We began slow with our guide Toni, but Me Nate and Ade had too much energy, so kept walking ahead, having to wait for him to catch up. In the end we set such a fast pace that we just left him behind, and walked on the clear path with the Roraima mountain emerging from the clouds directly ahead. The landscape around was, somewhat like the English peak district with open rolling hills and grey skies, with the exception of the enormous tepuis in the distance. After 4 hours hiking we arrived at the first camp, and had to wait over an hour for our guide Toni to catch up. We had hiked at an incredible pace with big heavy bags on our backs, but still had the energy to play Frisbee while waiting for him, and our porter Leo joined in. When Toni did arrive, we hiked another hour to the empty camp 'Kukenan', where we would stay that Night. We set up our tents for the first time and went in the Kukenan river right by camp to wash ourselves and our clothes. We ended up hilariously 'swimming' down some shallow rapids while the evening sky cleared and the two tepui mountains (Roraima and Kukenan) dramatically appeared from the clouds in the background. Messing in the river was a highlight of the trip, and after drying off we started a camp fire and ate our first meal cooked by Toni and Leo in the dark empty camp.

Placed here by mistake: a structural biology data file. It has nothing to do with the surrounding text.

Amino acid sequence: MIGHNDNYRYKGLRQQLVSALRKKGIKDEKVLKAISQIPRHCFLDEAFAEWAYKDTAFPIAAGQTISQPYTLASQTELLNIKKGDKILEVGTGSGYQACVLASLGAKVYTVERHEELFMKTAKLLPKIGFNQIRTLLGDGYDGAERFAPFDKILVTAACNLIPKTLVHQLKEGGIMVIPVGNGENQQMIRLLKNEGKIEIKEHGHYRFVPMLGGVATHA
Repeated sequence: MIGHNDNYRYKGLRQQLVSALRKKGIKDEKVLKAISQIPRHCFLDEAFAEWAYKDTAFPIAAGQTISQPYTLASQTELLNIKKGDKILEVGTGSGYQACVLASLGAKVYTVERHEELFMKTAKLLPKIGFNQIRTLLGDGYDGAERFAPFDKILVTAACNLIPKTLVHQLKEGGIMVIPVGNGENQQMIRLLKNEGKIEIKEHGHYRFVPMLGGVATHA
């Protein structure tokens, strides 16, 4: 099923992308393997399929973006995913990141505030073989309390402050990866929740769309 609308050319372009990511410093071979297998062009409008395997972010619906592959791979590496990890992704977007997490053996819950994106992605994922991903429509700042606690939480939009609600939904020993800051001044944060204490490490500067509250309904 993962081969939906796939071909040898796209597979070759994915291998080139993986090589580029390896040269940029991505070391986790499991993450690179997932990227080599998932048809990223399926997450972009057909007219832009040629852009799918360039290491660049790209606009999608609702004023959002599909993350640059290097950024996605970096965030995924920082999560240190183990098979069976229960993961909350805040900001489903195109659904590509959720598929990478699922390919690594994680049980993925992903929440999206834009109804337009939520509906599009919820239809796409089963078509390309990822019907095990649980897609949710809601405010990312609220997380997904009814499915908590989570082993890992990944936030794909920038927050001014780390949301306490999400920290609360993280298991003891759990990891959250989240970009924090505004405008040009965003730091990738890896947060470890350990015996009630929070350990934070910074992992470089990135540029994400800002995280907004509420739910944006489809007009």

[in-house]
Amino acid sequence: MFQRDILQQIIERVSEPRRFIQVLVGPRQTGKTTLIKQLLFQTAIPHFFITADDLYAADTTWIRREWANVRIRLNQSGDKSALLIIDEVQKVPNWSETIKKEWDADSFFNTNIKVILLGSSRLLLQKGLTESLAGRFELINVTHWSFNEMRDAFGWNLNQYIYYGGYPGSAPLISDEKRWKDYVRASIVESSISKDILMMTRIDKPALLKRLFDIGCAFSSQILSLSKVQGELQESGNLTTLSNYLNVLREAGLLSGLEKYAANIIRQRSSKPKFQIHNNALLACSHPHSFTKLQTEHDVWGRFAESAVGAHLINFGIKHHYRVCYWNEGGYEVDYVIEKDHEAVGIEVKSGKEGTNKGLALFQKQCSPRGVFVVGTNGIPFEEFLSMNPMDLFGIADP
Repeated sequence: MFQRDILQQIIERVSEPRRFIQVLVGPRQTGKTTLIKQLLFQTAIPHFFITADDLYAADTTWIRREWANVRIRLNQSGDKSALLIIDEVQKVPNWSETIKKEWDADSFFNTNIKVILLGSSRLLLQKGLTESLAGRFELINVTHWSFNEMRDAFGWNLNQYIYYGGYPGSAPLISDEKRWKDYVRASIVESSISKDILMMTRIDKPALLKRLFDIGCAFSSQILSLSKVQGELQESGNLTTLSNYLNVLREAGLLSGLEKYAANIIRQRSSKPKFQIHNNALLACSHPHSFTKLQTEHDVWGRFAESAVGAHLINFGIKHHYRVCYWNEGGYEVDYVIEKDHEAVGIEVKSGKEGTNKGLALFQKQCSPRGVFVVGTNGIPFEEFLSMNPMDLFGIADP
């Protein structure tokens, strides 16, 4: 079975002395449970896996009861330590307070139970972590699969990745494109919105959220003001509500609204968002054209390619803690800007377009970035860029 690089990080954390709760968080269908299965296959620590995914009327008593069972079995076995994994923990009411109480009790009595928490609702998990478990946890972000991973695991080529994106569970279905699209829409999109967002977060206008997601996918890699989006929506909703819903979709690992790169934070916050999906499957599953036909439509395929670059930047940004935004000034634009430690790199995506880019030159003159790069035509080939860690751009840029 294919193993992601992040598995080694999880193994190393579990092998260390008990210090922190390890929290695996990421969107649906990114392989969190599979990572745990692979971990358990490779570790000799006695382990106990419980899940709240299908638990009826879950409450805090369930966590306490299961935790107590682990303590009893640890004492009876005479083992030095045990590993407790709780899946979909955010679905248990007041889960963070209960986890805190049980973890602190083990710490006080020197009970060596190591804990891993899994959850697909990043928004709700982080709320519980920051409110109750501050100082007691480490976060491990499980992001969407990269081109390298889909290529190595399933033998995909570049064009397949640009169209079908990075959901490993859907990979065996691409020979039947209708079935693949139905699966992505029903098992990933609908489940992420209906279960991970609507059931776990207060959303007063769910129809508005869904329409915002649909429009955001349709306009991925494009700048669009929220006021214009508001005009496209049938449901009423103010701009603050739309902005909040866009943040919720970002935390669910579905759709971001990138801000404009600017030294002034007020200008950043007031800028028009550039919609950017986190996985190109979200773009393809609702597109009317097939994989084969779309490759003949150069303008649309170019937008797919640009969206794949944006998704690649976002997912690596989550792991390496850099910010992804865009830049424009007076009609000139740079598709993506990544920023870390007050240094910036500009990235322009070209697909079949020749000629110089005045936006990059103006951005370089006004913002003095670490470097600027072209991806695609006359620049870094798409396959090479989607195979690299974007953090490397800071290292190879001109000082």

The next day started wet, overcast and miserable. After a carb-filled breakfast we smashed a '4-hour' hike to Base Camp, and to our suprise made it in 2! We had Energy and speed, and didn't stop once. The hike was shorter than the previous day but more uphill with steeper climbs and descents. The scenery became greener and the dramatic Roraima and Kukenan Tepuis got closer. Base Camp was at the foot of the mountain, so when the weather cleared in the afternoon, Roraima looked incredible.